Every home cook benefits from a little kitchen garden. This can be as simple as a pot of herbs on the windowsill. In our climate it’s pretty easy to grow greens and cool weather vegetables. Warm weather crops like tomatoes, corn and peppers are trickier, but many gardeners grow them successfully here too. Here are a couple of ideas to get you started.

Raised beds

These are great for locations where it isn’t possible to dig into the dirt, as in many urban spots. Raised beds also let you garden off the ground, helpful for aging backs! The basic idea is to construct a bottomless box and fill it with dirt. The wood doesn’t have to be the best in the lumber yard and the joins can be pretty simple too.

Size: all you really need is a foot of height. My first raised beds were double beds, two feet in height, and remain my favorites because they’re so easy to work in. Width: best to stick to four feet or less, to make it easy to reach into the bed. Length: you can run the beds the length of the boards. My double height beds are four feet square, the one foot beds run eight feet.

A few refinements: put weed block under the boxes to keep the weeds down. For a one foot box you’ll want reasonably good soil. In the double boxes I started with a layer of stones, then newspaper, less good dirt, good soil, and a top of compost. Fancy!

You can also find people selling raised beds at farmers markets and on Front Street in Poulsbo.

Sunset Magazine article on building raised beds

Square foot garden

This is a trademarked garden method using raised beds. I started with this system, it got me into gardening in a friendly and easy way. The trademark prevents us Master Gardeners from teaching it, so here’s the web site: Square Foot Gardening.

Gardening under plastic

Any degree of heat you can buy increases the chances your tomatoes and peppers will ripen before winter and protect greens through light frosts. There are lots of ways to get plastic over your beds. If you have raised beds, try arching plastic pipe from one side to another to provide a support for the plastic. Voila! Instant hoop house. Some gardeners swear by greenhouse plastic, others just use the rolls available at the hardware store.

I went to the trouble of buying and installing a commercial greenhouse. The one I use most though is the little plastic-covered shelf system I bought on sale one fall that sits on my porch. It’s great for starting flats and holding purchased starts until I can plant them.


Your own compost is the best fertilizer for your crops. You know what went into the mix! It’s hard to tell with commercial compost; one year I got mushrooms in our compost along with a squash blight, and several farmers and gardeners have ended up with manure from animals which ate hay treated with herbicides, which also dampen the growth of vegetables.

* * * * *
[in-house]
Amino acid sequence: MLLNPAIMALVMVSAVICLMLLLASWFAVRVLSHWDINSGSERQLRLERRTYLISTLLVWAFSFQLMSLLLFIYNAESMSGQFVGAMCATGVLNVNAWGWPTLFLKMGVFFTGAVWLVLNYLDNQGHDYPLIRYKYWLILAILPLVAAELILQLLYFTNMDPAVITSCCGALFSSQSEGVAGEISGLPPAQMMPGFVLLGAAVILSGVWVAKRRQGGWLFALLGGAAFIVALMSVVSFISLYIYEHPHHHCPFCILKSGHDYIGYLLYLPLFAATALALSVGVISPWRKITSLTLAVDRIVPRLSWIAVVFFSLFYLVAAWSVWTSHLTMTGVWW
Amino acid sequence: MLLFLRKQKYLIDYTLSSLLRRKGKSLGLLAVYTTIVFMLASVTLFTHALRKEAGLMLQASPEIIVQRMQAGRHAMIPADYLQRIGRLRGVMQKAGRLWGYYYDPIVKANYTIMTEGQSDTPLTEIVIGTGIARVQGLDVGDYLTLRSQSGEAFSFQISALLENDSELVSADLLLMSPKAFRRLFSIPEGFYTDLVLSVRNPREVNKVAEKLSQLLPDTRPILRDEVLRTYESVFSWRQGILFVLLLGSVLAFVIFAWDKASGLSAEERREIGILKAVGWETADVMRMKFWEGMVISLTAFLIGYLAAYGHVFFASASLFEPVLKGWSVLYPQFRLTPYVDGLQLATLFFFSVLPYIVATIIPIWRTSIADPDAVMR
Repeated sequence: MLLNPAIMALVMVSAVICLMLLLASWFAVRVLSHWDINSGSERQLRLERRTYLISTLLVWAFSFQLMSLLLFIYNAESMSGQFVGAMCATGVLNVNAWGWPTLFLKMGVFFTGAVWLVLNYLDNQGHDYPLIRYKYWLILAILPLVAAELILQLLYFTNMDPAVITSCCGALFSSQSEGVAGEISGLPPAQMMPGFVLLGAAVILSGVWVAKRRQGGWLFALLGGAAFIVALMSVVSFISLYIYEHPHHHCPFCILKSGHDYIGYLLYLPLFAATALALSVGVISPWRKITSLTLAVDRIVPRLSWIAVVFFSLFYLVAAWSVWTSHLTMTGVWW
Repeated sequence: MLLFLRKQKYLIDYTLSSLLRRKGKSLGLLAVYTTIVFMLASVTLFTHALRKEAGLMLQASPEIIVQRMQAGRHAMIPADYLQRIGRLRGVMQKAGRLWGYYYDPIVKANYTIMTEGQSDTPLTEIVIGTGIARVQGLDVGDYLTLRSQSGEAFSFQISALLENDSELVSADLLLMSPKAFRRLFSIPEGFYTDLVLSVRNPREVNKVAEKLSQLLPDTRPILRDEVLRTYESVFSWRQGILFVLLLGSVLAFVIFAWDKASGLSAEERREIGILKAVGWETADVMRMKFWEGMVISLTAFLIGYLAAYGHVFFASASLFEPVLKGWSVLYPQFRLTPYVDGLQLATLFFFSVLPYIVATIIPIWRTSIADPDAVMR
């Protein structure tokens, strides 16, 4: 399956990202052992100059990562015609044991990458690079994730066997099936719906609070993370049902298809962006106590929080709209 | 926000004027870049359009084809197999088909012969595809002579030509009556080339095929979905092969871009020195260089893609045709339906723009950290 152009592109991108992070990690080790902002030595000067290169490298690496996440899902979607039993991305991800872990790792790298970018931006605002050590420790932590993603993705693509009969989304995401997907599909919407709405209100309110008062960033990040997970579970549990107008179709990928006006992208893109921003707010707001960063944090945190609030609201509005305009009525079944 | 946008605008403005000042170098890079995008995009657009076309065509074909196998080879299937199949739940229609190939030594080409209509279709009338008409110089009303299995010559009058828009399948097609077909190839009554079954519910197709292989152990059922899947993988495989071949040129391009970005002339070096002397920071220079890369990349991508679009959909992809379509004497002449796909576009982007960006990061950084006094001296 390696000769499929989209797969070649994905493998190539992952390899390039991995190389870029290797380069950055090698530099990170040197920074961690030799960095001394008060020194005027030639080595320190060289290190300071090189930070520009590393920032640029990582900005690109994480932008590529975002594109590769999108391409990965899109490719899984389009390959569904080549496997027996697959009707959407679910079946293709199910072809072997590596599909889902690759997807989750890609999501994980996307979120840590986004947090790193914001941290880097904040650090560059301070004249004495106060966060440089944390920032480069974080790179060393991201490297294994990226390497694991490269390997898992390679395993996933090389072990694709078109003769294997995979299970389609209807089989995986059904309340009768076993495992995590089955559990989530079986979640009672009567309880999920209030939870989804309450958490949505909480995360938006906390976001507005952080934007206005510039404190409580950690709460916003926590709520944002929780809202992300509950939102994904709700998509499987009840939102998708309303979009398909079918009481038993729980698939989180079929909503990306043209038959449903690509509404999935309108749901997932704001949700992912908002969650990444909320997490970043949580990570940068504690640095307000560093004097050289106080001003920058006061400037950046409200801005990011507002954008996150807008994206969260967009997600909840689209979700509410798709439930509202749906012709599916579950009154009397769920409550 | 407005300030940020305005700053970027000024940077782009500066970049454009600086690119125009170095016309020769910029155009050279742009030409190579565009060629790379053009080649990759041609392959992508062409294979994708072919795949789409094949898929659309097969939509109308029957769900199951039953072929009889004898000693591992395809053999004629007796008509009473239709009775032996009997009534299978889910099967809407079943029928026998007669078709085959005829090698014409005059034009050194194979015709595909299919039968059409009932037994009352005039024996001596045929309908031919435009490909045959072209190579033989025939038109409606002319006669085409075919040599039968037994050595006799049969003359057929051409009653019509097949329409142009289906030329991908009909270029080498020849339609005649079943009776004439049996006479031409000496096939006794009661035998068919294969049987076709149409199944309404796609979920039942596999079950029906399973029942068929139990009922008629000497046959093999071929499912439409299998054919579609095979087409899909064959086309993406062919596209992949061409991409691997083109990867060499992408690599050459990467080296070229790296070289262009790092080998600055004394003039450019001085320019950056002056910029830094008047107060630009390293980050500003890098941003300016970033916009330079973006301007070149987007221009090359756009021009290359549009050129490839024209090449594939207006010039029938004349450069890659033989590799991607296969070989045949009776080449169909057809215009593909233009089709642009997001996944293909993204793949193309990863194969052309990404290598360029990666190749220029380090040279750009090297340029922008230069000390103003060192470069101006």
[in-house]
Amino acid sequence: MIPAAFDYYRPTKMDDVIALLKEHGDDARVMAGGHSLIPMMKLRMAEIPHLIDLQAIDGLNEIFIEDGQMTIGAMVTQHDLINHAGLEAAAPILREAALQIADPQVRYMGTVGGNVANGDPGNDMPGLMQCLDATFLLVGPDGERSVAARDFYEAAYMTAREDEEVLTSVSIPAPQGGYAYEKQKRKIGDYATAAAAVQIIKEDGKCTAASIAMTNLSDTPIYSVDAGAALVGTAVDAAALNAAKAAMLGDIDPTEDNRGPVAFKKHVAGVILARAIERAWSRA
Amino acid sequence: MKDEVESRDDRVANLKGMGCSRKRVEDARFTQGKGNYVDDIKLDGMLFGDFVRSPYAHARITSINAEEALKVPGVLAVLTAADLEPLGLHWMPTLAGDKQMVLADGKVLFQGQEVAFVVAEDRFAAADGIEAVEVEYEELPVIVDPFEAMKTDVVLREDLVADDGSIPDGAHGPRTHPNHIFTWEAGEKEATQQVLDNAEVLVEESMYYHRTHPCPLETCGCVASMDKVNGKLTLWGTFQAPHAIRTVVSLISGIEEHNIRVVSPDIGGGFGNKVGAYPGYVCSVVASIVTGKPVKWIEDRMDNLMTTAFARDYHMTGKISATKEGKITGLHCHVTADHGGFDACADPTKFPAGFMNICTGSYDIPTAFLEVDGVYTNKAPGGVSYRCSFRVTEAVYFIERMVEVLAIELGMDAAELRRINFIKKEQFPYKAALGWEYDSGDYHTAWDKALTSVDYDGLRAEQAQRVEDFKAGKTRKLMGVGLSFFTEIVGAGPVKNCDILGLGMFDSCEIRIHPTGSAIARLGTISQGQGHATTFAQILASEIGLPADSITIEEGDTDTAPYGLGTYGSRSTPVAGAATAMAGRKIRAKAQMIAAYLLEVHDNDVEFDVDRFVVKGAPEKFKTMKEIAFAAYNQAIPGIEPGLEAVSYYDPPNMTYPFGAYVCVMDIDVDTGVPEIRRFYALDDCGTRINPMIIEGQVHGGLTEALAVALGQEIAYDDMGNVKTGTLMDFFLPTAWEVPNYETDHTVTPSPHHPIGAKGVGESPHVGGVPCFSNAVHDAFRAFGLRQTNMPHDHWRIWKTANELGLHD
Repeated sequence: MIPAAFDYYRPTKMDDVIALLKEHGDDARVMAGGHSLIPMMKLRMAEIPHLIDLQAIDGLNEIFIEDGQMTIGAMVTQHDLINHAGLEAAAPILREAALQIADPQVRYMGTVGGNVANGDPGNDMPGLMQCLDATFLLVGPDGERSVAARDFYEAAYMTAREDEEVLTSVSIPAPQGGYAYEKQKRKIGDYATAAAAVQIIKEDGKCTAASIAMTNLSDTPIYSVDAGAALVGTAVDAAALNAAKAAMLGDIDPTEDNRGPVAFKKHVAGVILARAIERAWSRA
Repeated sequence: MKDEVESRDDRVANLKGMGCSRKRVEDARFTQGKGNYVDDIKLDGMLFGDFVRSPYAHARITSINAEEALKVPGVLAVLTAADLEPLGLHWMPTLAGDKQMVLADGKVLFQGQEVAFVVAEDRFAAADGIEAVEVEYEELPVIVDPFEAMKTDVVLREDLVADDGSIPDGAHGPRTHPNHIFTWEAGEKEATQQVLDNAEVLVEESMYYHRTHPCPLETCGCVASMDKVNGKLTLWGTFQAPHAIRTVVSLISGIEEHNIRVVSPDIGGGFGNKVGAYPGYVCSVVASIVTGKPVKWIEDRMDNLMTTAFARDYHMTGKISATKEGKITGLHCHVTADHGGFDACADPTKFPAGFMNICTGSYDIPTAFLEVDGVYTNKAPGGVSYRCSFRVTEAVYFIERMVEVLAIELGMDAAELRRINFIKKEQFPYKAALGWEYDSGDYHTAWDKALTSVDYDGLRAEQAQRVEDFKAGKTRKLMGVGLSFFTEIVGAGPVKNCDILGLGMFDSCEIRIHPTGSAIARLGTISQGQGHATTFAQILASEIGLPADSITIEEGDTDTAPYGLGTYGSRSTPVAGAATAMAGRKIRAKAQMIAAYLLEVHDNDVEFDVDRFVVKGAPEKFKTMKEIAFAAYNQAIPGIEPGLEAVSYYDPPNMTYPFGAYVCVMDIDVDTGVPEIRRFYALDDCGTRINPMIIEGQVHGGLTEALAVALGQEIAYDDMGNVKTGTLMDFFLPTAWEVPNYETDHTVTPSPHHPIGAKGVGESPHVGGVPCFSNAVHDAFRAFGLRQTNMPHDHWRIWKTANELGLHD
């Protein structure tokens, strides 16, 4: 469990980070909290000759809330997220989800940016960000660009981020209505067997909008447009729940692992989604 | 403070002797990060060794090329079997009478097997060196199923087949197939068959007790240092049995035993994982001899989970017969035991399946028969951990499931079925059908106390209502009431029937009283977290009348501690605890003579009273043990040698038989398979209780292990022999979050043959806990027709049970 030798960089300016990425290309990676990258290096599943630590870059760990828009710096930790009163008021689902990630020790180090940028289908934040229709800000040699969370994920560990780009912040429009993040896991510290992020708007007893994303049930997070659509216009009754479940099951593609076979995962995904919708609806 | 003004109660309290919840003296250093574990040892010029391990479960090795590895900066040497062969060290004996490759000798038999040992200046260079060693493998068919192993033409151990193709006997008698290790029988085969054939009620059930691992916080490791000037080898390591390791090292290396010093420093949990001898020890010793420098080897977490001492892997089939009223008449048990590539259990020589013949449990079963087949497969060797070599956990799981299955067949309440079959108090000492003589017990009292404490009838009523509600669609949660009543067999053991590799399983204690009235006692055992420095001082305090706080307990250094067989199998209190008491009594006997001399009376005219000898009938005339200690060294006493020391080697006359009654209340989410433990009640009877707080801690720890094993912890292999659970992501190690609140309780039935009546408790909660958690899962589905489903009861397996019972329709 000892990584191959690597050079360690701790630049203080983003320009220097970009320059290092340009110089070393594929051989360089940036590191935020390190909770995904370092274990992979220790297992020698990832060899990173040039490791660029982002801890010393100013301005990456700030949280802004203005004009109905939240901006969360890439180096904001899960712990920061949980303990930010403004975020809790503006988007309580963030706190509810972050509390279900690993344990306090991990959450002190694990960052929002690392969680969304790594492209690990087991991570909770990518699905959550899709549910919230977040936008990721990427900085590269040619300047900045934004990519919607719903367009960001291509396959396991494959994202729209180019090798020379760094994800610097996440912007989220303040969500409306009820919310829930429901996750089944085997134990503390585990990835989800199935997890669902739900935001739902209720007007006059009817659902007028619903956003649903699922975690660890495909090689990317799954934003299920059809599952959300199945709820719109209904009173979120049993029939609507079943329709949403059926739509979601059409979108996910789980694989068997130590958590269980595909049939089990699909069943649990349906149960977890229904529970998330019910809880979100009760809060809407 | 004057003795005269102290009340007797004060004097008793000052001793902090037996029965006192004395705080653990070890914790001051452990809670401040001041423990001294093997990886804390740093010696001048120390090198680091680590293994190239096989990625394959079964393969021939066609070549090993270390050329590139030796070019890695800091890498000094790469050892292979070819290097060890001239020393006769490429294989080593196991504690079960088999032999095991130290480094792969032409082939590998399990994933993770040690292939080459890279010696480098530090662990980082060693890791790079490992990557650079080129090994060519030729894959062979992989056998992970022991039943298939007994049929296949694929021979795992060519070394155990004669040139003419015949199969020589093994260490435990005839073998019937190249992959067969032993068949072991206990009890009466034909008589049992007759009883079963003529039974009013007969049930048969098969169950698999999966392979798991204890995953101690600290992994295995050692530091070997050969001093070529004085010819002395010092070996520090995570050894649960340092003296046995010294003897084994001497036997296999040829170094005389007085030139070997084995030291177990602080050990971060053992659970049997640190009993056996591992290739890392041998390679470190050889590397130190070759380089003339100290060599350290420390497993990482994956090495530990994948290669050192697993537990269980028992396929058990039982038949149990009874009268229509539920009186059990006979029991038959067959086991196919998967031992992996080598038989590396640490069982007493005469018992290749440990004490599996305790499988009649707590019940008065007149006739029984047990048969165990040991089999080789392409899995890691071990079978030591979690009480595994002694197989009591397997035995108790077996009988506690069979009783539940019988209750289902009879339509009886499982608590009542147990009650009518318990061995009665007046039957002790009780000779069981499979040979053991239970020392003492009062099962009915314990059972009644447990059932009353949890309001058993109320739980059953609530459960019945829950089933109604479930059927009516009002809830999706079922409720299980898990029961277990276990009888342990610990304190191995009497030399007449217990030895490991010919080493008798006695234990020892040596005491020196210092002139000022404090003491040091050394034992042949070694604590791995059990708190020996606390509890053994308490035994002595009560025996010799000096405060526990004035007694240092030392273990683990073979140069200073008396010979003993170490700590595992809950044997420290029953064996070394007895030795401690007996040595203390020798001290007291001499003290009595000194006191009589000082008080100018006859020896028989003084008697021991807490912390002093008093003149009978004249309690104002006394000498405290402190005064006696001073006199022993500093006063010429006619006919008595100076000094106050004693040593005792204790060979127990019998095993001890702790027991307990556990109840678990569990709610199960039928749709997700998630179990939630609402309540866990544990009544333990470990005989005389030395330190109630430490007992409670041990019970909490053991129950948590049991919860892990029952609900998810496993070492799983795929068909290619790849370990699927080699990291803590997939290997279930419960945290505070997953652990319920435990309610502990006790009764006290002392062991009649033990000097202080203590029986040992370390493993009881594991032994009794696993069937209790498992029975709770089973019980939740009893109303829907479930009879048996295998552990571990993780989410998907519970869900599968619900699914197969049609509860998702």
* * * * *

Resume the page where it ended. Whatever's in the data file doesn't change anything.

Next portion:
Making compost is so easy it’s embarrassing. The idea is to heap up organic materials and let them decompose. You can contain them in something as simple as a wire circle. There are fancy composting bins available, the ones we have settled on are round and square plastic. A couple of notes: you will need to turn them over once in a while. Save your grass clippings to add to the mix. Don’t put diseased plants or weeds in your own compost, save those for the yard waste containers.

Make your own compost and you will thank yourself every spring! There are many good instructional books and web sites out there – here’s one to get you started: Composting 101.

Pea patches

Pea patches are a great place to visit to get ideas for your own garden. You’ll find raised beds, plastic tunnels, potatoes grown in stacked tires, homemade compost bins, and rows of great vegetables. We have two publicly available patches in Kitsap: Kitsap Pea Patches 2012.

Ask the Master Gardeners!

Most farmers markets include a Master Gardener booth. This program is sponsored by WSU to bring scientific knowledge of gardening out into the public. Master Gardeners don’t know everything, but we often have a lot of experience, and we have a lot of resources to help answer questions. Go ask a question next time you’re at the market, you may make a new friend! You can also look up plants, weeds, and pests on the WSU knowledge base: Hortsense.